Latter-day Saints and the Anointing of Jesus

My co-blogger Philip Jenkins is in the midst of a fascinating series of posts (most recently, here) related to the four gospel accounts of a woman anointing Jesus. In Luke’s gospel and also in John’s, a woman (Mary of Bethany, in John’s gospel) anoints Jesus’s feet and then wipes them with her hair.

Anointing at Bethany, ca. 10th century, Egbert Codex
Anointing at Bethany, ca. 10th century, Egbert Codex

While writing my book on The Mormon Jesus, I came across several instances in which Latter-day Saint women reenacted the very details of that scene with their husbands.

For instance, in 1853 Ruth Page became the plural wife of Samuel H. Rogers, who ten years earlier while a missionary in New Jersey had confirmed Ruth following her baptism. In 1879, Ruth’s husband was preparing to move with at least one of his other wives to a Mormon settlement in Arizona. He asked her to remain behind in Parowan, Utah.

Ruth answered that she “was willing if he would return the next fall and we could go to the Temple.” In accordance with this request, before the move Ruth and Samuel completed a sacred ordinance most commonly known as the “second anointing.” Samuel noted in his diary that this took place on the fifty-second anniversary of Joseph Smith receiving the plates of the Book of Mormon from the Angel Moroni. “I dedicated the house and room,” Samuel wrote, “also blest the Oil after which my Ruth Anointed my feet and wiped them with the hair of her head, then kissed them after the patern as written in the Testament of the Lord Jesus Christ.”

The tender scene is a remarkable imitation of Mary (as nineteenth-century Mormons identified the woman) and Jesus. The second anointing was a ritual or ordinance reserved for couples who had demonstrated a high level of commitment and worthiness. According to Brigham Young, the second anointing conferred “the fulness of the Priesthood, all that can be given on earth,” a promise that the recipients’ exaltation was certain. Anointed and ordained as kings and priests in anticipation of their future kingdoms, men now possessed the authority — the “keys” — to perform “all the ordinances belonging to the kingdom of God.” A wife in turn was priestess and queen “unto her Husband,” participating next to him in the governance of an eternal familial kingdom.

The ordinance consisted of two stages, as illustrated by the experience of Heber and Vilate Kimball in 1844. In a February 1844 journal entry, Heber Kimball wrote that he and his wife “was announted [anointed] Preast and Preastest unto our God under the Hands of B[righam]. Young and by the voys [voice] of the Holy Order.” At that ceremony, Young poured oil upon Kimball’s head, anointing him as a priest and king “unto the most High God in & over the Church.” Young promised his friend long life and that he would have the power to redeem his “progenitors … & bring them into thy Kingdom.” He also anointed Vilate Kimball “a Queen & Priestess unto her husband … & pronounced blessings upon her head in common with her husband.”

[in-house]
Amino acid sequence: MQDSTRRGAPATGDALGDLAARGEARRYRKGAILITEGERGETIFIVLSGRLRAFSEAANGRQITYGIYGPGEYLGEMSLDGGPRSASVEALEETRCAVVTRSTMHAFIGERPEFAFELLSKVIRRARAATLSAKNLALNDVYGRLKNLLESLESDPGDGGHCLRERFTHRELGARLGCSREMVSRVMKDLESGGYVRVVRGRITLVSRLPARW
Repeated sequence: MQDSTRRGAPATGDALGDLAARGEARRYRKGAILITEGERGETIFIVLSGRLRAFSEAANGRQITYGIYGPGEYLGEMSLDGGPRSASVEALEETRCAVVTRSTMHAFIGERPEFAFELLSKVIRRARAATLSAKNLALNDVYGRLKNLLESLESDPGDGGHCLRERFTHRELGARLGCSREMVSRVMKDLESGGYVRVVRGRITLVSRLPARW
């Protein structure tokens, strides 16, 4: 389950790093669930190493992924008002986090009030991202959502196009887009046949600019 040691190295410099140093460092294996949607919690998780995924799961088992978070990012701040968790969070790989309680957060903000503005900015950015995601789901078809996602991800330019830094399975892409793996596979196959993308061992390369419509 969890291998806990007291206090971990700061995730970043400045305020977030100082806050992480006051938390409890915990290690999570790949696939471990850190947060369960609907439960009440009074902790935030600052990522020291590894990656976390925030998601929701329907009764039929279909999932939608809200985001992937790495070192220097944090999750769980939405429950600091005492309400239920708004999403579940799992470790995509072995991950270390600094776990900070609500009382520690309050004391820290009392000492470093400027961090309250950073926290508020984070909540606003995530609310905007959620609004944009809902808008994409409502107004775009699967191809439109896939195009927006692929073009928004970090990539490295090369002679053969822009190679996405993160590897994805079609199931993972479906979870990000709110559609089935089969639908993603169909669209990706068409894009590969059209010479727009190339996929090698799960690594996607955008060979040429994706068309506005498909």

In the second stage of the ordinance, the wife and husband reprised the roles of Mary and Jesus. Two months later, Vilate Kimball prepared her husband for his “burial.” She washed Heber’s feet, then anointed his feet, head, and stomach. The ritual ensured their readiness to rise together when Christ returned, presuming they died before that event. Vilate Kimball wrote that she had anointed her husband so that she might “have a claim upon” her “dear companion” in the resurrection. She did so “even as Mary did Jesus.” Death would not separate them from each other or from the promises and blessings conferred upon them by the priesthood.

Between the early 1840s and the 1920s, tens of thousands of Latter-day Saints (in their lifetimes or posthumously) received their second anointings. Thereafter, the ordinance became rare, bestowed on only very high-ranking leaders and their wives. Church leaders rarely discuss the ordinance, though recent publications (such as the Joseph Smith Papers volumes) have done so.

When Mormon men and women reprised the roles of Mary and Jesus, it implied that Mary and Jesus were husband and wife. Indeed, that belief was common and apparently uncontroversial among mid-to-late nineteenth-century Latter-day Saint leaders. Church leaders passed down the connection between the second anointing and that of Jesus at Bethany. In 1889, apostle and future church president Joseph F. Smith wrote the following to Susa Young Gates:

under certain conditions women have been ordained Priestesses unto their husbands, and set apart to rule and reign with them &c. Then comes the holy ordinance of “washing of feet” and anointing with holy ointment, as Mary administered to Jesus. The wife to the husband. This is a law of the Priesthood which Mary understood, having learned it of the Lord. And she received his blessing and approval for it. It was not confined to her nor to the Lord, but so much was given out for a key to the truth.

Mary, in this formulation, administered to Jesus in the manner of a “wife to the husband.”

Joseph F. Smith made this connection in a private letter, but he and other high-ranking leaders (including Brigham Young, Orson Pratt, and George Q. Cannon) publicly asserted that Jesus had married and fathered children on earth. After the church’s definitive abandonment of new plural marriages in the early twentieth century, such talk publicly disappeared. While a good number of Latter-day Saints believed that Jesus indeed married during his earthly life, the church has made clear that it takes no official position on the matter.

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